We’ve been having conversations about complete streets around the Advocate offices for some time, so when my husband and I visited San Diego, Calif., recently and stayed in the Gaslamp Quarter, I took note.
The quarter wasn’t always the shopping, restaurant, entertainment destination that it is now. In the late ’70s and early ’80s, San Diegans (San Diegites? San Diagons? Thank you, Ron Burgundy) banded together to revitalize the quarter, which included developing design guidelines to preserve the district’s historical architecture and aesthetic. Fast forward 30 years later, and the effort seems fairly successful. My husband and I stayed in a hotel near the quarter, didn’t rent a car, and never missed having one. We walked to every restaurant, shop and venue we wanted to visit.
Read more after the jump.
The streets in the quarter are designed for pedestrians and drivers to share. This photo shows a wide sidewalk with enough room for restaurants to extend their patios on the left and pedestrians to pass by on the right. The trees planted on the right also make for a kind of buffer between the pedestrians and the cars.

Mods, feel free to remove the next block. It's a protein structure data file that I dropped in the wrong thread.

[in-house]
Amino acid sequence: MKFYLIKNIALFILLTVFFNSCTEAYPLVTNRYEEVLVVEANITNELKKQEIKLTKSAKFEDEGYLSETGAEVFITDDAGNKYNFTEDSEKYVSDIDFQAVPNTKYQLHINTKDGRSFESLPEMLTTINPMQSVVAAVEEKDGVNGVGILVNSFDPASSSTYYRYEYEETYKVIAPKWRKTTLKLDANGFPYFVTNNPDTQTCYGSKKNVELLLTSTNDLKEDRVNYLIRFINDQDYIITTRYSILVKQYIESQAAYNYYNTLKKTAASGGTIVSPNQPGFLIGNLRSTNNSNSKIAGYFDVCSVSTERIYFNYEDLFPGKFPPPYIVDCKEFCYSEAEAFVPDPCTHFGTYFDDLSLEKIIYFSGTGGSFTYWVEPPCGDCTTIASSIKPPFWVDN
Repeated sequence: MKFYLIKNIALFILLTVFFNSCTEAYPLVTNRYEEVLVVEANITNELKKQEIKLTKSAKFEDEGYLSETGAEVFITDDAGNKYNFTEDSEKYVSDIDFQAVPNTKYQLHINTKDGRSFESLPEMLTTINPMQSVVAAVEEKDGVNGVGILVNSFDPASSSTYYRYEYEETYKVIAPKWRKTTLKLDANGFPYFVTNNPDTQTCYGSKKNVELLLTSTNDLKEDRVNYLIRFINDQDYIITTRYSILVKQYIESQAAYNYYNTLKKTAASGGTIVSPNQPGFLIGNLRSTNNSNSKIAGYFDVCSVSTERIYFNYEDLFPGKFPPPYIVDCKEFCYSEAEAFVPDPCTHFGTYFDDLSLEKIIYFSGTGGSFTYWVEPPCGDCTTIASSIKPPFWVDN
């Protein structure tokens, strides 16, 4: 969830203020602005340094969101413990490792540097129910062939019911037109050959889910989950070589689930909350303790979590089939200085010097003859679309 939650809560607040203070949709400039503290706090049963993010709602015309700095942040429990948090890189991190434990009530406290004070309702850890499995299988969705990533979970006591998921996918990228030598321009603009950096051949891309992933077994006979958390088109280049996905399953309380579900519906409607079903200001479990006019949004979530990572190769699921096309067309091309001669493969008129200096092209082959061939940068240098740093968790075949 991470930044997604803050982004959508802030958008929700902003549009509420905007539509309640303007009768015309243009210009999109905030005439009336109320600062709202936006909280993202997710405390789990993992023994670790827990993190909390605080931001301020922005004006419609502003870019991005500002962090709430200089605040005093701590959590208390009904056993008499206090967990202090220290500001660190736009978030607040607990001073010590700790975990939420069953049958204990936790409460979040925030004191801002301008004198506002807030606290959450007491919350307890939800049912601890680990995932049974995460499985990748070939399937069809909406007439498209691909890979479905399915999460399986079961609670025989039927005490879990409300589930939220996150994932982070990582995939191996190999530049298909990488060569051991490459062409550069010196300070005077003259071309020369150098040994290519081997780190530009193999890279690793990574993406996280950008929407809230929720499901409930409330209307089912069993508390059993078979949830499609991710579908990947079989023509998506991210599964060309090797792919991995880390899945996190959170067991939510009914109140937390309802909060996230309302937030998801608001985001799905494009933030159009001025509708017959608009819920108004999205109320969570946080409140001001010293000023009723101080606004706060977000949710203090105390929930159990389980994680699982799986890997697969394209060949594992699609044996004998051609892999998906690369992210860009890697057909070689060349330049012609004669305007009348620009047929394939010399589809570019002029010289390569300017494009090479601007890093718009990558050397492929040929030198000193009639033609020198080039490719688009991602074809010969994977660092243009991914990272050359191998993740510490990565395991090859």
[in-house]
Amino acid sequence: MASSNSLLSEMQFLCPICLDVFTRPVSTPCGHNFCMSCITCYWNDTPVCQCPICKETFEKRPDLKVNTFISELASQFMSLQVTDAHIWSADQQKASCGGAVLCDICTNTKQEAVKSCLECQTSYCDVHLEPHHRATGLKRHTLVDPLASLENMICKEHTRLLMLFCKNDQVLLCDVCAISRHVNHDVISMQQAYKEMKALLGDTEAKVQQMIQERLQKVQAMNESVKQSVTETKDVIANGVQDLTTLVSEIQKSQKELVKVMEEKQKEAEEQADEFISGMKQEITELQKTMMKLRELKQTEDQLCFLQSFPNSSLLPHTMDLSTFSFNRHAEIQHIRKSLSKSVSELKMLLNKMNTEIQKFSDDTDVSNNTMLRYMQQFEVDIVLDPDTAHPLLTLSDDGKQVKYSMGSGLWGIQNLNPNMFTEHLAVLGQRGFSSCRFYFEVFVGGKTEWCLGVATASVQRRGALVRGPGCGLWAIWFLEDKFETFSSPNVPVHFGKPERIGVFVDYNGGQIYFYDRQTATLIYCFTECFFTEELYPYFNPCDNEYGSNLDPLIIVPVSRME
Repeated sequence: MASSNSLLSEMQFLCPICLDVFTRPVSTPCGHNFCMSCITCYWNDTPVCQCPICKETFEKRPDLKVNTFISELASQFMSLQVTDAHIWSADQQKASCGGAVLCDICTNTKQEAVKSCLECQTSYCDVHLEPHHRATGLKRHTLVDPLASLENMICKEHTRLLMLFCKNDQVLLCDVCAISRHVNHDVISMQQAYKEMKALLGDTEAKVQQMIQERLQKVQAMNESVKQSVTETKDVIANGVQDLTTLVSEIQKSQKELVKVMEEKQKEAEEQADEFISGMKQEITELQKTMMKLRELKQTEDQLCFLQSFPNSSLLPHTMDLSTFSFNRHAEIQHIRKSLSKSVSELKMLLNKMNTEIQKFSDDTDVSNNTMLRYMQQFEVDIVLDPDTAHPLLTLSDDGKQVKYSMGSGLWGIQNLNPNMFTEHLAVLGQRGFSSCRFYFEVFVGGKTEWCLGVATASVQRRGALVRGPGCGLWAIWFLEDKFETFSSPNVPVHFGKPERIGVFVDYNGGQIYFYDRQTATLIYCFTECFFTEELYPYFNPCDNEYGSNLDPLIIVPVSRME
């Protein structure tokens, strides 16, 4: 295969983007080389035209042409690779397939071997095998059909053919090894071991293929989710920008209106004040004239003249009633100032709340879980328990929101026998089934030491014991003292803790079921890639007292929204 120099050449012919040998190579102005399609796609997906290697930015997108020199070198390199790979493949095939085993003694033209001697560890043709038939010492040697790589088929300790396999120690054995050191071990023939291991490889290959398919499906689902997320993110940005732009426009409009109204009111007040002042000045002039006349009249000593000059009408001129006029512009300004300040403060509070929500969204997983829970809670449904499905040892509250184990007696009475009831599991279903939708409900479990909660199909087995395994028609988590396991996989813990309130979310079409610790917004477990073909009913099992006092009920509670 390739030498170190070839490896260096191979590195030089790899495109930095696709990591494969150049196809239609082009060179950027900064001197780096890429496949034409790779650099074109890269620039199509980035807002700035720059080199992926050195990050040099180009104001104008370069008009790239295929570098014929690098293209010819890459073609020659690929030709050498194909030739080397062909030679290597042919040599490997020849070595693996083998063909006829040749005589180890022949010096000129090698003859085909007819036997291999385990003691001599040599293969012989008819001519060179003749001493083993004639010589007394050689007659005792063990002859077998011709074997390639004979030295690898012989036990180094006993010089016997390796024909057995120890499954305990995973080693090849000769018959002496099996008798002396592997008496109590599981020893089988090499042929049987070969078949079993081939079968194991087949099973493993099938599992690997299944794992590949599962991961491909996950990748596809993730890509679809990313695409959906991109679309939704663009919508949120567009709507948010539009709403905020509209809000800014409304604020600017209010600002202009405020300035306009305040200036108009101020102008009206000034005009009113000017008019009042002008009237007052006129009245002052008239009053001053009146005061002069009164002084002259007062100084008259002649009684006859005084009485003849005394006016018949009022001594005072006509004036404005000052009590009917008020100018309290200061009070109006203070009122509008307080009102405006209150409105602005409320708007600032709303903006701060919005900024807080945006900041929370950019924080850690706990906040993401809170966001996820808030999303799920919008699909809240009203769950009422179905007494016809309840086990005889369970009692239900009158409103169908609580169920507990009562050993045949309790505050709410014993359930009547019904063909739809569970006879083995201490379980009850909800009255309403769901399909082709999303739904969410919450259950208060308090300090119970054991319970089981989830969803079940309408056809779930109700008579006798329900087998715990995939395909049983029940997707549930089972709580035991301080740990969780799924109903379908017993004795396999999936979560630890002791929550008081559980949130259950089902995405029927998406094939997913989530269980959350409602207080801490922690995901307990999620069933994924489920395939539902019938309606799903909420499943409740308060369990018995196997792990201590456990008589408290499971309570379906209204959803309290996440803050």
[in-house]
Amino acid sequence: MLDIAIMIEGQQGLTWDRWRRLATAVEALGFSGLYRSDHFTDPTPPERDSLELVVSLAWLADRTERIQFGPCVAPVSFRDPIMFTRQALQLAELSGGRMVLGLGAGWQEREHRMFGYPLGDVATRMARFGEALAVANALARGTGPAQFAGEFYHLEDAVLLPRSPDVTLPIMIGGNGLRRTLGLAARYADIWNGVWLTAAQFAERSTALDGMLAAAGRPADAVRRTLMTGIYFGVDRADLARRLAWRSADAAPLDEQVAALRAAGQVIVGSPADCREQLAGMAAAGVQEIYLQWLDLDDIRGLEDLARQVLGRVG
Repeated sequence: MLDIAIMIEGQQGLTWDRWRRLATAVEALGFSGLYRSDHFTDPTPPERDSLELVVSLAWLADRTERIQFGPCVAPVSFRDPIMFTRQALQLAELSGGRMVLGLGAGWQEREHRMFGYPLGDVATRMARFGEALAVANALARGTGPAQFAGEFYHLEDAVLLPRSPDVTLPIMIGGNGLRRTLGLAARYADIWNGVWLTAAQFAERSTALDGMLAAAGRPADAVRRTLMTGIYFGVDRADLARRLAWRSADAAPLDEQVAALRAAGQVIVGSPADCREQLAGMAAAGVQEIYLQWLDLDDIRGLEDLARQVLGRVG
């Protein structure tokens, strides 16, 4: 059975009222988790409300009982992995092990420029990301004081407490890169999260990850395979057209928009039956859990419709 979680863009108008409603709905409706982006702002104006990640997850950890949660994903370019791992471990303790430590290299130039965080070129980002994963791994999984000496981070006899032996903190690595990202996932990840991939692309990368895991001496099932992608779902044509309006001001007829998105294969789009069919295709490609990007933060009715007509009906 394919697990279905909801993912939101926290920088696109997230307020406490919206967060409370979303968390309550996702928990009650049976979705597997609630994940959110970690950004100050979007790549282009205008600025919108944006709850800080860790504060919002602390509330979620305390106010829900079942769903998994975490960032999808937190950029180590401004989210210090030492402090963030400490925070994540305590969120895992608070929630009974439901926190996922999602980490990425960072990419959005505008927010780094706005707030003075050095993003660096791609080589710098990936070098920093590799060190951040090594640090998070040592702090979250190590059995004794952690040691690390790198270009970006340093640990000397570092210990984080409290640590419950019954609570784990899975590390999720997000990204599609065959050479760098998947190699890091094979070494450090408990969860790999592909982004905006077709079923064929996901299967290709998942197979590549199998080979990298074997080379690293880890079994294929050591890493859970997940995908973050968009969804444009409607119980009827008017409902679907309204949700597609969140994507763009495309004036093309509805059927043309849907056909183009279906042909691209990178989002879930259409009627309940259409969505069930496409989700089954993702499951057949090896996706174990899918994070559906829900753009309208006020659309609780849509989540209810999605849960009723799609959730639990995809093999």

One downside of this design: Though the photo shows a bicycle parked on the sidewalk, I didn’t see many cyclists in the quarter. Between the patio seating, pedestrians and trees, there isn’t much room for them on the sidewalks, and bike lanes weren’t designed into the streets.
Stay tuned to Back Talk for more on San Diego’s efforts to make the Gaslamp Quarter pedestrian friendly, including diagonal crosswalks.
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